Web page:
The limits and consequences of humanitarian military operations continue to be major issues in Western public debates on global security, democracy and human rights. This article focuses on the intersection of war and humanitarianism, situating the study of humanitarian militarism within a European context in which a reinvigorated proliferation of the military ethos coexists with ongoing transformations in European military culture and a resurgence of nation-state ideologies. Building on a reflection of the historical consolidation of humanitarian militarism and interviews conducted with soldiers, the paper explores the politics of humanity produced by humanitarian militarism.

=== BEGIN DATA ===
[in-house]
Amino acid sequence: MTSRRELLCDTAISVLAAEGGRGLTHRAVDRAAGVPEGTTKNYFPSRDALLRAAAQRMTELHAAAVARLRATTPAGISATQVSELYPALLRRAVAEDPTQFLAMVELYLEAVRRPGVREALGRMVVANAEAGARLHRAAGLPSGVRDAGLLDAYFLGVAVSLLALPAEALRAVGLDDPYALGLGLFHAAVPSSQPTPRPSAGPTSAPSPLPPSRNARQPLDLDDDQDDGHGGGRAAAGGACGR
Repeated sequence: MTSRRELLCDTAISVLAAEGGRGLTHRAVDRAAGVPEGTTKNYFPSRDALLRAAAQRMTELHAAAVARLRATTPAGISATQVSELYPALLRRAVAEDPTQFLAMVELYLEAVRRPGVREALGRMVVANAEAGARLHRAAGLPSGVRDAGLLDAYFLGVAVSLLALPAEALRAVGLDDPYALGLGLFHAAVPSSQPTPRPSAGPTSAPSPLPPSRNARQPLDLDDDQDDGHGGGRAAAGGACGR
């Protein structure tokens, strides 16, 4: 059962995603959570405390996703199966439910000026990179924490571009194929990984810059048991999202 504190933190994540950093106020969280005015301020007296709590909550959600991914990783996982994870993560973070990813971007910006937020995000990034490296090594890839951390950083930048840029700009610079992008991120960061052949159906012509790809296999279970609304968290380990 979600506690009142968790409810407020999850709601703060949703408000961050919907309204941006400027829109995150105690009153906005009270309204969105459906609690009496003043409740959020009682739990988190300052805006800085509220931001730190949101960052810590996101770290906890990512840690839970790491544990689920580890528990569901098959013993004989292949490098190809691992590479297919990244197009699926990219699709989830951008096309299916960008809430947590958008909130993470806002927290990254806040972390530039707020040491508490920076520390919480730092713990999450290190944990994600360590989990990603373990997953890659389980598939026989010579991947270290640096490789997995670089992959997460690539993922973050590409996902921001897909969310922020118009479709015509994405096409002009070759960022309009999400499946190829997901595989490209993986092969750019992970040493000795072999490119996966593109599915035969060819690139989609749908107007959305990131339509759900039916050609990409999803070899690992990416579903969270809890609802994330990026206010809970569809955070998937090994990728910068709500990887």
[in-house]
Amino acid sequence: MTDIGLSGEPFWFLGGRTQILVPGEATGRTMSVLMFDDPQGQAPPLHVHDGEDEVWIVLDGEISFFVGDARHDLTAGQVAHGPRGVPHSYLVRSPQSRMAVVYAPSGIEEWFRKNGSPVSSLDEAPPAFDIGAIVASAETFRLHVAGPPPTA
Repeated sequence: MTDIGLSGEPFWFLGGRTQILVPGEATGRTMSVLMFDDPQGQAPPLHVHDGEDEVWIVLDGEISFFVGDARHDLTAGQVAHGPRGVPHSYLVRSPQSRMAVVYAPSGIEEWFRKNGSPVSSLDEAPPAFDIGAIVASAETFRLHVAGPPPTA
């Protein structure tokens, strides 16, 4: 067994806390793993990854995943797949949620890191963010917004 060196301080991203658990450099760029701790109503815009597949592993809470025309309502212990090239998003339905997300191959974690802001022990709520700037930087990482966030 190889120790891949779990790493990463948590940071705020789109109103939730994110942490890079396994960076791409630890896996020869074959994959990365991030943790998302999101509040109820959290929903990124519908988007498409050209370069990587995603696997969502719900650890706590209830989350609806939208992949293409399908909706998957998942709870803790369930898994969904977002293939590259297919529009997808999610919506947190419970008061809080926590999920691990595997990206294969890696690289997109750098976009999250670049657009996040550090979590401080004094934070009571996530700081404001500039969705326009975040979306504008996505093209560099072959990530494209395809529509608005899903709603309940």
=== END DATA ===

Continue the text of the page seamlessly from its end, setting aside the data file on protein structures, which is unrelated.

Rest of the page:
Patterns of conflict-related trauma exposure and their relation to psychopathology: A person-centered analysis in a population-based sample from eastern DRC
Lars Dumke, Roos van der Haer, Carlo Koos, Tobias Hecker
Social Science & Medicine - Mental Health
Mu'askar and Shu'fat: Retracing the Histories of Two Palestinian Refugee Camps in Jerusalem
Kjersti G. Berg
Urban Displacement in Lebanon: Syrians in Tripoli
Robert Forster, Abdalkarim Fares Abdalkader